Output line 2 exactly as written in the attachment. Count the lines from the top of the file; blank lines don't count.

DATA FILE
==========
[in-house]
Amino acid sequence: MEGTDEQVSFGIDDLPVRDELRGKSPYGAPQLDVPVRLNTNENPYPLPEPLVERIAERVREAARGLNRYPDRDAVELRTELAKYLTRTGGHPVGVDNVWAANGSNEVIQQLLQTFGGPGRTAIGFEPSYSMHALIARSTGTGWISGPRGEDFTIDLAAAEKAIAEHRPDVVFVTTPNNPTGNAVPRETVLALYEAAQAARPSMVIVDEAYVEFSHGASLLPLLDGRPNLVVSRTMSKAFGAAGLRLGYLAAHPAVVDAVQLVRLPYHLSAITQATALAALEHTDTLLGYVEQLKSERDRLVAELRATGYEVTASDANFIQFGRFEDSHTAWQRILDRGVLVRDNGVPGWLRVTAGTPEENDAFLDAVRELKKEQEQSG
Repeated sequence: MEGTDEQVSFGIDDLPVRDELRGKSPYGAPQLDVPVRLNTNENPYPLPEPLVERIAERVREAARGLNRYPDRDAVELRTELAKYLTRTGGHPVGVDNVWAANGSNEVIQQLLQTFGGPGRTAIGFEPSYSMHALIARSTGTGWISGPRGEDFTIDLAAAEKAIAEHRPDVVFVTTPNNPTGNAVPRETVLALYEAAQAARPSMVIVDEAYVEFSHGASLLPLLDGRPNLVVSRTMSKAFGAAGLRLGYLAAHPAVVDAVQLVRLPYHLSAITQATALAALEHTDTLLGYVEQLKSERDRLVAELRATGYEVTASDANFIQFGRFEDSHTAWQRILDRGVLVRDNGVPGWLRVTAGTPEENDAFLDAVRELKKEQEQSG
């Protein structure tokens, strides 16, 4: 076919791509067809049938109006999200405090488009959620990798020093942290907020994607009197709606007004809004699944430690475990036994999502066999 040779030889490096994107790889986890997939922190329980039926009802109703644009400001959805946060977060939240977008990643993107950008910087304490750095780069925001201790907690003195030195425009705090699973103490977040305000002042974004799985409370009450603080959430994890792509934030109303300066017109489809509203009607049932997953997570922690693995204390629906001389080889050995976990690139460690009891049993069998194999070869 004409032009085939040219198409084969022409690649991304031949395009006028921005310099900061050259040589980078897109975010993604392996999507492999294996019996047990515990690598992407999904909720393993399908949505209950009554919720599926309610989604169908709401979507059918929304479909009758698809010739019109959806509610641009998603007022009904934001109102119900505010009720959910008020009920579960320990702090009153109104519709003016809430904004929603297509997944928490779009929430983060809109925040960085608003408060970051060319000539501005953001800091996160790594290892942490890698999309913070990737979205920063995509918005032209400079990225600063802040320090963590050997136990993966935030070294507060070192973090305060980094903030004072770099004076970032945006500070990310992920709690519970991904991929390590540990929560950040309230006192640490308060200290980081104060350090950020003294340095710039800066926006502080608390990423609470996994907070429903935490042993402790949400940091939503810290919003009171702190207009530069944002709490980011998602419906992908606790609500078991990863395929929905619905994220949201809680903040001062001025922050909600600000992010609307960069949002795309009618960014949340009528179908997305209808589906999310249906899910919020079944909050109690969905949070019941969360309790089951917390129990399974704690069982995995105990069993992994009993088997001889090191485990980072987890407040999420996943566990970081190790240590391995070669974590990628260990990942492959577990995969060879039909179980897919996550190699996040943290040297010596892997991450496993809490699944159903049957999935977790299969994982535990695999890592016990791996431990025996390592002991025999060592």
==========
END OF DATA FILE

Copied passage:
Amino acid sequence: MEGTDEQVSFGIDDLPVRDELRGKSPYGAPQLDVPVRLNTNENPYPLPEPLVERIAERVREAARGLNRYPDRDAVELRTELAKYLTRTGGHPVGVDNVWAANGSNEVIQQLLQTFGGPGRTAIGFEPSYSMHALIARSTGTGWISGPRGEDFTIDLAAAEKAIAEHRPDVVFVTTPNNPTGNAVPRETVLALYEAAQAARPSMVIVDEAYVEFSHGASLLPLLDGRPNLVVSRTMSKAFGAAGLRLGYLAAHPAVVDAVQLVRLPYHLSAITQATALAALEHTDTLLGYVEQLKSERDRLVAELRATGYEVTASDANFIQFGRFEDSHTAWQRILDRGVLVRDNGVPGWLRVTAGTPEENDAFLDAVRELKKEQEQSG